Month: June 2018

this week’s reads

With the pressure of writing my LL.B research paper I may have gone off my updated June reading list to read some lovely ebooks this week. I began reading Garri For Breakfast by Seun Lari-Williams. I’m in love with the unique tone each poem and its persona shared. They made me feel like I wanted to get to know them because they communicated to me in open, soothing stanzas. I absolutely love Full Moon. It made me remember my Tax Professor’s anticipation of the full moon and end of Ramadan. I found On Third Mainland Bridge and Welcome to Yaba Market funny recollections of experiences at major landmarks of Lagos.  I haven’t finished this poetry collection but it’s a feature in my handbag all week.

I also read Remember Me by Sophia Kinsella. I love the writing style, tone and London set novels of the Shopaholic Series Bestselling author. You should have seen how I read this ebook. My eyes scanned its reflective narrative, quirky amnesia suffering heroine, unbelievable plot reveals and unexpected climax. It was my break from research read.  There were many parallels with Lexi’s quest to regain her memories by knowing her past and my week. A unique, hilarious, but painfully honest chicklit, Remember Me, is highly recommended.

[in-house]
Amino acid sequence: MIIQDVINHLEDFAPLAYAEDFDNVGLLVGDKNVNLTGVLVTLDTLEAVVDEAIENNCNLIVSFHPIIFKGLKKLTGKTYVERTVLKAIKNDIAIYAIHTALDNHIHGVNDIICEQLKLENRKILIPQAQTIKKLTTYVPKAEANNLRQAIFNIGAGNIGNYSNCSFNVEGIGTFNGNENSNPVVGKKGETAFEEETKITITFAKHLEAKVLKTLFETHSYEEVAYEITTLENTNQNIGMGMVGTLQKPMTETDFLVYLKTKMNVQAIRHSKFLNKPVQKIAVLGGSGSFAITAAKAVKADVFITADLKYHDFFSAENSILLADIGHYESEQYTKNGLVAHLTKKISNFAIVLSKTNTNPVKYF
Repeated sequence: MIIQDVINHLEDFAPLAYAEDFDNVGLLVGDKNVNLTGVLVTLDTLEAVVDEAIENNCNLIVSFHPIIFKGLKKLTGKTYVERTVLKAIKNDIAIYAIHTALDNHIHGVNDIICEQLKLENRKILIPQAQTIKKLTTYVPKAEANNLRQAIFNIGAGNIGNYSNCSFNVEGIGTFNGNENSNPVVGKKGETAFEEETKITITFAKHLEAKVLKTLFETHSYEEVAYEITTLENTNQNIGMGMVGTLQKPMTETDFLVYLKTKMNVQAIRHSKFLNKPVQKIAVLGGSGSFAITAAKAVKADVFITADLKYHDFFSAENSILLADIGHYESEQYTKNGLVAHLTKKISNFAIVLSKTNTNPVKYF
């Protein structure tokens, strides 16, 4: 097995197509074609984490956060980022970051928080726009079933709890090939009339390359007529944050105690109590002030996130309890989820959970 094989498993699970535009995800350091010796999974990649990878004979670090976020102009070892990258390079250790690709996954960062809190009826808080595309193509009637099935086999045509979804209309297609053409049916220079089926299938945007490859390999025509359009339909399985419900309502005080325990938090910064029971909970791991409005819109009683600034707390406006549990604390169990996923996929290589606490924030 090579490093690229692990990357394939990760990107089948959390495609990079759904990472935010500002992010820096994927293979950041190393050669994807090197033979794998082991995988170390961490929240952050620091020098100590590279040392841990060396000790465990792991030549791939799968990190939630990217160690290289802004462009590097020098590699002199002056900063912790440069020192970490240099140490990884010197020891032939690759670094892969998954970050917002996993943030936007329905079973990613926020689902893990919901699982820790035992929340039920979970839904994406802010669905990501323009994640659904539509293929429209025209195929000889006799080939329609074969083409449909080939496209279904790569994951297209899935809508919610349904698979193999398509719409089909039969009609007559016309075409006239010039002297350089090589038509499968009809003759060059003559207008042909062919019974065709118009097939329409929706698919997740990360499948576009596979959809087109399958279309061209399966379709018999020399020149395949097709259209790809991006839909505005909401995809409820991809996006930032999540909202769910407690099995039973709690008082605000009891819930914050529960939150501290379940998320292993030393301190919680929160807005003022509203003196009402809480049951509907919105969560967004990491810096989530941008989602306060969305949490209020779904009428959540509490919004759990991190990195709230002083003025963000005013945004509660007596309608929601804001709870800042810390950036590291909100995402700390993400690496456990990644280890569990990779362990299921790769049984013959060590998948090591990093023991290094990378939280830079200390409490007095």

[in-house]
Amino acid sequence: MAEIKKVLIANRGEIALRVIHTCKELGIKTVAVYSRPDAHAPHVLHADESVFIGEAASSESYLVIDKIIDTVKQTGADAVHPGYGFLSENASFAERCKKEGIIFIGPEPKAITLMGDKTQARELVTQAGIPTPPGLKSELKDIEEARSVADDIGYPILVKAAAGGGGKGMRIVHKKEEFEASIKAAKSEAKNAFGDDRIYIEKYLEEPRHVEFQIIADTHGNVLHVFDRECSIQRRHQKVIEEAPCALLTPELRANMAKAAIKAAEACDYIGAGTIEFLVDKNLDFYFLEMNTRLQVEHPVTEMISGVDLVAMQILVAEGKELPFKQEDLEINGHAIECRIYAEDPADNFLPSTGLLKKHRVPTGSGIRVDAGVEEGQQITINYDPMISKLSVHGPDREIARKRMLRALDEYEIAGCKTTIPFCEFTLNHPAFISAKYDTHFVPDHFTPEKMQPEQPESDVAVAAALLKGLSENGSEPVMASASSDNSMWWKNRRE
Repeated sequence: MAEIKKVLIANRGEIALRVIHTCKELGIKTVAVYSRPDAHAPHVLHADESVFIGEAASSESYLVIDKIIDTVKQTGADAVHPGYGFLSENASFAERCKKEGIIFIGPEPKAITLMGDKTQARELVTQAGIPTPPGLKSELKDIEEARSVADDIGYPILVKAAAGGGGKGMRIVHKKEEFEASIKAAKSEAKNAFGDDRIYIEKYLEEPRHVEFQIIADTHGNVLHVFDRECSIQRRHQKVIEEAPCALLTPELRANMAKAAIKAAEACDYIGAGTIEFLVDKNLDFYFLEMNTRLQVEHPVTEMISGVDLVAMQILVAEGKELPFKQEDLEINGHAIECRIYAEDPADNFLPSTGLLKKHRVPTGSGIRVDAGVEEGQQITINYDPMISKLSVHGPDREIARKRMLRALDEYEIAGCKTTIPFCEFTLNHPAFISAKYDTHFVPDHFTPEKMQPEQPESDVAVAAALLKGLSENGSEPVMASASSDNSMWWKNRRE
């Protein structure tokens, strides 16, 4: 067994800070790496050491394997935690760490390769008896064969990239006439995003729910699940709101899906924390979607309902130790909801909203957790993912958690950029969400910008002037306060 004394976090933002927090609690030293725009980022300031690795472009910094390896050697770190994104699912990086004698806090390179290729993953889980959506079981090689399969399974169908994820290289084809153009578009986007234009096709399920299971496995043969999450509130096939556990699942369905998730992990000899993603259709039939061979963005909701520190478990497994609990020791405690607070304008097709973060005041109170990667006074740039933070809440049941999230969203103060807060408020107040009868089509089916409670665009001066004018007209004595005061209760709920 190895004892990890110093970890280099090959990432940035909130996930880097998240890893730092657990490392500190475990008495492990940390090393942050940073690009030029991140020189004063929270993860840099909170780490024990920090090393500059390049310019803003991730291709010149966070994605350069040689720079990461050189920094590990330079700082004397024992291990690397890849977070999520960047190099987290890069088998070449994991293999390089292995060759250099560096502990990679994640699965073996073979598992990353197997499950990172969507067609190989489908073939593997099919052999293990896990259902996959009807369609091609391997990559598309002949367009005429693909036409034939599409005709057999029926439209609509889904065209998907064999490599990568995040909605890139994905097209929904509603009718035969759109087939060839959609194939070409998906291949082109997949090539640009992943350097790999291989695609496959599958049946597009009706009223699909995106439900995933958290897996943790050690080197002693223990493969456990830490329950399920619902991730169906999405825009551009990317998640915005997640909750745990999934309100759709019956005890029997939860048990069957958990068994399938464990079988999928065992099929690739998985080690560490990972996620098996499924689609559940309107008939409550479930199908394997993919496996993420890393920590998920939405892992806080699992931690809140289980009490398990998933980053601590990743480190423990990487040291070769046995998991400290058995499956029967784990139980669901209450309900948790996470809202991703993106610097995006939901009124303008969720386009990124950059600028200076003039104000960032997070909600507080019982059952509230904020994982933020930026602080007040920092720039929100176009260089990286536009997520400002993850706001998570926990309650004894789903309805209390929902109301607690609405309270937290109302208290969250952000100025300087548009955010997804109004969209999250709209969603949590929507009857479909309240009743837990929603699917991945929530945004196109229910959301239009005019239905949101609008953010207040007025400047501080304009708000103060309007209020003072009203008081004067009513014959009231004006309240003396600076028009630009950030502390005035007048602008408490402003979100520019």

Rush reading two more ebooks off my reading list. I had reading vigils for Slow Hands by Leslie Kelly and To All The Boys I’ve Loved by Jenny Han(now a Netflix movie adaptation). Slow Hands taught me; not to be presumptuous, judge people but treat them nicely and all is not what it seems. Maddy’s successful career and  insecurities inspired me to work for my dreams, actively get I want and be more self compassionate. Being a Harlequin Blaze novel it was steamy with enough erotic encounters. An impressive depiction of a sextuationship. I mean toe-curling sex on a yatch in the middle of a cool, vast lake in Chicago after negotiation.

The following stuck with me.

“The point is people trade commodities all the time. Money for property. Stocks for liquid assets. Sex for marriage.” What more can be said?

“He’s a doll. I think it’s having sisters. In my opinion, every woman should end up with a man who had sisters. They drain all the assholeness out of him while he’s growing up and make him learn to treat a woman right.” Although, this is sometimes false.  I’m raising my younger brothers to treat women right.